The University of Southampton

Physicist awarded 2.2 million euros to advance next generation microscopic imaging

Published: 13 December 2019
X-ray imaging can reveal the microscopic scales on butterfly wings

Microscopic imaging techniques targeted at life-saving health, industrial and academic applications will be developed through new research at the University of Southampton.

Physicist Dr Pierre Thibault has been awarded a €2.2 million Consolidator Grant from the European Research Council (ERC) to develop his cutting-edge research into X-ray imaging and tomography.

The project will use advanced methods to enable experts to diagnose breast cancer earlier, read ancient scrolls that were damaged by Vesuvius during the Roman Empire and design aeroplanes that are fully carbon fibre.

"X-rays are hard to focus and hard to manipulate," Pierre says. "The techniques I am developing solve this problem by removing the need for lenses or complicated optics. One of them is called ptychography and is a technique that has been in use in X-rays for about 10 years. It's a method that provides high contrast and high resolution, down to the nanometre scale. I am working on making it more efficient, to take ptychography to the next generation."

Ptychography enables scientists to see the tiniest details - details that are invisible to the naked eye, such as the scales on a butterfly's wings. Pierre is combining ptychography with tomography, a technique that turns a 2D image into 3D.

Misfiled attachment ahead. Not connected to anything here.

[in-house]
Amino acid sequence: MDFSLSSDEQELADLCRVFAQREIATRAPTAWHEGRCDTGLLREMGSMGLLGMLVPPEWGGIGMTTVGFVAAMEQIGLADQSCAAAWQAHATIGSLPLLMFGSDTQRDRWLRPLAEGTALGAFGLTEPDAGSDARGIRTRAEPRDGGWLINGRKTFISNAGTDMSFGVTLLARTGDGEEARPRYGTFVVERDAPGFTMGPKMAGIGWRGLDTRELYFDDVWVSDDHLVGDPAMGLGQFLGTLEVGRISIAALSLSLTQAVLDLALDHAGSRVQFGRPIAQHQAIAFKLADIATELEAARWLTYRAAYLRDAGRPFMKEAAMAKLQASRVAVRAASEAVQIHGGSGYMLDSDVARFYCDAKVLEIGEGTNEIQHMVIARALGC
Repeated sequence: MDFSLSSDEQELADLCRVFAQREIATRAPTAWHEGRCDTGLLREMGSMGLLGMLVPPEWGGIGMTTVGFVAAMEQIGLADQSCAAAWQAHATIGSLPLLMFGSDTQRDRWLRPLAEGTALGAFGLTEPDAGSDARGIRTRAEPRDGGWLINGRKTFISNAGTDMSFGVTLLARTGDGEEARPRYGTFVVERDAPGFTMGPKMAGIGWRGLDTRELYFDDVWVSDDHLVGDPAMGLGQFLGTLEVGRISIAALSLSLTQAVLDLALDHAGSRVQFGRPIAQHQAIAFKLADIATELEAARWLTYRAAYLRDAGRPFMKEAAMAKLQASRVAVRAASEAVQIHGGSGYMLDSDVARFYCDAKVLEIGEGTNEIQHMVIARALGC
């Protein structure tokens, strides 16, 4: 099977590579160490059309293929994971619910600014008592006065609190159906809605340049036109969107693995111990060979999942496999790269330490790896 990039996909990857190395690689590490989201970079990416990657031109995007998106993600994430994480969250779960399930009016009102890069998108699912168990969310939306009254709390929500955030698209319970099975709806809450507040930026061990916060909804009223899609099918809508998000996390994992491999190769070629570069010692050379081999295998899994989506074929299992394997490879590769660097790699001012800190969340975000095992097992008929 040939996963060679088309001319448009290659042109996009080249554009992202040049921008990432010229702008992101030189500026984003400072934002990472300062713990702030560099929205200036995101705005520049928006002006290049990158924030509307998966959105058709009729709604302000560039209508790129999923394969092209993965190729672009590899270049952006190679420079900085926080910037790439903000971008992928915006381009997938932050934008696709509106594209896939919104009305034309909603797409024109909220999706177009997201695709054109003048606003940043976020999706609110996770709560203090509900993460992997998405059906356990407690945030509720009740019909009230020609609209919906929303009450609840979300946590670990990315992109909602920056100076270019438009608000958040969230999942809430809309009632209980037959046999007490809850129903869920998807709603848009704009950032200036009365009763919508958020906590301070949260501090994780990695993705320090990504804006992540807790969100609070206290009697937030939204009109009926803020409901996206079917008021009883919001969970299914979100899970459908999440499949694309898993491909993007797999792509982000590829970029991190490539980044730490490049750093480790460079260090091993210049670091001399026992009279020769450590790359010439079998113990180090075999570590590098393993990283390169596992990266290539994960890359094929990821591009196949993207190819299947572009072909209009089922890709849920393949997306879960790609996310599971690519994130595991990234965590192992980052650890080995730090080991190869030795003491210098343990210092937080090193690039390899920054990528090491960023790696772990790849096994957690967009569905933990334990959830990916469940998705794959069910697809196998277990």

His research will develop new theoretical and experimental tools that look at the nanoscopic structure of carbon fibre to determine fibre orientation.

Understanding how fibres are put together is vital in the construction of aircraft, where engineers must know if there are any kinks or waves in the structure. “Parts of aircrafts are already constructed using carbon fibre, but more powerful characterisation methods could enable the material to be more widely used" Pierre explains.

He also plans to examine fragile heritage documents that cannot be analysed by other methods, such as papyrus scrolls that were damaged by the eruption of Vesuvius in 79 AD.

The new technology has the potential to deliver currently unseen insight to health professionals. "Breast cancer tumours are difficult to pick up early with mammograms, but the methods we develop could allow medical doctors to detect tumours earlier on" he says.

The ERC Consolidator Grant will bring in €2.2 million over five years. Pierre will employ two postdoctoral researchers and three postgraduates to work on the project, which will start in September 2020.

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